The silly season is almost upon us - how did that happen?! With that in mind, we wanted to give you a recipe that will help grease the post-lockdown rusty wheels of socialising and hospitality.
Homemade Lavash - or flatbread crackers are a quietly genius way to spruce up your cheese platter. They also make the perfect offering to take to holiday get-togethers, and they're a lovely gift for friends, colleagues and school teachers. To the receiver they have the sparkly allure of being an impressively complicated thing to make, but they're really not! Whether you're a novice in the kitchen or an old-hand, Lavash crackers require a very small set of both skills and ingredients.
Let's do this.
Makes about 36 crackers
1 cup plain/all purpose flour (150g)
Pinch of salt
3 tbsp olive oil
¼ cup water
Preheat the oven to 200c (180c fan-forced) and set aside 2 baking trays, lined with baking paper.
In a mixing bowl, combine plain flour and salt. Make a well in the centre.
Add 2 tbsp of olive oil and the water to the well, and mix gradually until you have what's known as a shaggy dough (lumpy but well mixed with no dry spots). If it looks a little dry add more water 1 tsp at a time. Form the dough into a rough ball then turn it out onto a lightly floured surface.
Knead the dough a little with the heels of your hands to make it pliable and elastic - about 2 minutes.
Divide dough roughly into three portions. Roll out each portion as thinly as you can - about 1-2 mm thick. I find it easier to do this by putting the dough between 2 pieces of baking paper. Keep the surfaces dusted with flour as you go (if not rolling between baking paper).
Using a sharp knife, or better yet a pizza cutter, cut dough into your desired shapes (long strips, squares etc) then place them on the baking trays. You don't want them to overlap, but they also won't spread as they cook, so no need to space them.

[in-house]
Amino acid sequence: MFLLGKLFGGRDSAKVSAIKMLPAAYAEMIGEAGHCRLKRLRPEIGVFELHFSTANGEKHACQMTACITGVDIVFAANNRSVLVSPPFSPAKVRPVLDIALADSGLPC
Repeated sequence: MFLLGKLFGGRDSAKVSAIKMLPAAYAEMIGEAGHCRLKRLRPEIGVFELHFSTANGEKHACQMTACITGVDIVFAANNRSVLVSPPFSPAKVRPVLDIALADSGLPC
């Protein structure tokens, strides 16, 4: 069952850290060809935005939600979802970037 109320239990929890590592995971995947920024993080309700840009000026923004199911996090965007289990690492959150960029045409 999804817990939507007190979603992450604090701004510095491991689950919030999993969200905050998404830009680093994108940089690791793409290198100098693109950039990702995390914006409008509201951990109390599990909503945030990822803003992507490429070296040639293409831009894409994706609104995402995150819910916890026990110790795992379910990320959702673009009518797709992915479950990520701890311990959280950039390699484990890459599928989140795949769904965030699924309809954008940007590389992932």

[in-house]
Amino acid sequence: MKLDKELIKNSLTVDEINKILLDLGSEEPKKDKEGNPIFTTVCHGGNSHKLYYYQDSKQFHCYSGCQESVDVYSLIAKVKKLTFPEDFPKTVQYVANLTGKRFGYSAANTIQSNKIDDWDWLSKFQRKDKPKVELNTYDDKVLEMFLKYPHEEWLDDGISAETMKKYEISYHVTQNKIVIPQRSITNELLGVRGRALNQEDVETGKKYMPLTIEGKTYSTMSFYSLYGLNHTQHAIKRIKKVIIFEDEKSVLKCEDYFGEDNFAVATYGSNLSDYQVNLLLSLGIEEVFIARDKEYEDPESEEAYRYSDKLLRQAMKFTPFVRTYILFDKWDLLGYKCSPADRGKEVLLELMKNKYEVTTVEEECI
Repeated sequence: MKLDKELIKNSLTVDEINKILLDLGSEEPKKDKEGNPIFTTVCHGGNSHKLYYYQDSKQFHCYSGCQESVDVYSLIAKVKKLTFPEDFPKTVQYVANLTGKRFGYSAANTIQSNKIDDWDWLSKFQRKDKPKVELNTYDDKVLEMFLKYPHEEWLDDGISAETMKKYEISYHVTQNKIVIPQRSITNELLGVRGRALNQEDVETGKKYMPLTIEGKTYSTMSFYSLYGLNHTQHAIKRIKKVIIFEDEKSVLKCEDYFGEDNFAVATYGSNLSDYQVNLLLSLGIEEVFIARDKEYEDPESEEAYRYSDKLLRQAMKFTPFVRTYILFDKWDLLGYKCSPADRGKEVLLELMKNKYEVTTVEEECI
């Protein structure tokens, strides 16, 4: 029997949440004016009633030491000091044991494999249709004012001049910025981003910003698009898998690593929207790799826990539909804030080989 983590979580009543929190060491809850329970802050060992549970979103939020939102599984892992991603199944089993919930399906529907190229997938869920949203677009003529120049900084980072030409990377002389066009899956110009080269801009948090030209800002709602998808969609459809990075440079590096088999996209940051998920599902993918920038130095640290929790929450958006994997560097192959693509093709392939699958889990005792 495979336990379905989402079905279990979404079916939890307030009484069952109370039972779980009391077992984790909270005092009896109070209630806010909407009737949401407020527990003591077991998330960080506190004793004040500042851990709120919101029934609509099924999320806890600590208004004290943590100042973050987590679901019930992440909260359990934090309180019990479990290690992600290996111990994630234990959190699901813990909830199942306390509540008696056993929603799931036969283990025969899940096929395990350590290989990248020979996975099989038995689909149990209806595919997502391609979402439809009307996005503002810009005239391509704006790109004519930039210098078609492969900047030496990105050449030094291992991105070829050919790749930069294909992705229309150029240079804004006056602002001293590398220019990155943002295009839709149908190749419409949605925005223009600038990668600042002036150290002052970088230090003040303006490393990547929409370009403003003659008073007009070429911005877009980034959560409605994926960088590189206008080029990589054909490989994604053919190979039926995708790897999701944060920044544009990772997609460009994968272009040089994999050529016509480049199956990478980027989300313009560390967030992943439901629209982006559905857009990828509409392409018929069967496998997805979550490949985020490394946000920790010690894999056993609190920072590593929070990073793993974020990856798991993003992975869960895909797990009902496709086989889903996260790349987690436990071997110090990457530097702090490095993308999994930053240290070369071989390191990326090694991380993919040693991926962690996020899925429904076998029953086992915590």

Using a pastry brush, brush the remaining olive oil (1 tablespoon) evenly over the surface of the crackers, then sprinkle them with a little salt.
Bake for 6-10 minutes, or until golden brown. Then turn the oven off and leave the crackers on their trays in the oven while it cools. This allows them to really dry out and maintain their crunchiness.
Kept in an airtight container, they'll stay fresh for 2-3 weeks.
PIMP MY RECIPE You can sprinkle so many things on lavash to really make them sing!
Just before you pop them in the oven, and after you've brushed them with olive oil and sprinkled a little salt, you can add all manner of seeds and seasonings:
MIX, WAIT, SHAPE & BAKE. That's all that's required for the most beautiful, golden crusty homemade loaf. Your nearest and dearest will think you've spent weeks nurturing a starter then half a day kneading and resting the dough. There is no need to tell them that you produced this wondrous bread on a spur of the moment whim, or that it took a mere 10-15 mins of your time to put together.
Your secret is safe with us.
Prep time: 15min (+2 hrs for rising)
Bake time: 40min
3 cups (450g) plain bakers flour
2 tsp instant yeast
1 tsp salt
3/4 tsp diastatic malt powder
1.5 cups (375 ml) of very warm water. Not super hot, not tepid. Think lovely bath water temperature. (50°c is perfect if you have a thermometer).
Extra flour for dusting.
Mix flour, malt, yeast, and salt in a mixing bowl. Add water, then stir with spatula or wooden spoon until combined. Dough will be a splattery, gooey mucky mess – too wet to knead but not as runny as a batter. You may need to add a splash more water to get the right consistency.
Cover the bowl with wax wrap, cling film or plate. Now leave it somewhere warm to rise for about 2 hours, after which it will have doubled in volume. If it's not rising, move it somewhere warmer.
Place a dutch oven or casserole pot with a lid on into your cold oven. Turn on and heat the oven to 230°c (210°c fan forced). This also will preheat the dutch oven/casserole dish at the same time.
While it's heating shape the dough:
Place a large square of baking paper on your work surface and sprinkle a scattering of flour over it. Scrape the sticky dough out onto it using a spatula or scraper. Sprinkle a little more flour over the dough. Use your scraper or spatula to fold the sides of the dough in on itself to form a roundish mound. It doesn't have to look perfect; in fact the less smooth and round, the crunchier the crust!
Remove the piping hot dutch oven/casserole pot from the oven. Remove the lid. Lift corners of paper to place dough into the pot, paper and all. Place the lid on and put it in the oven.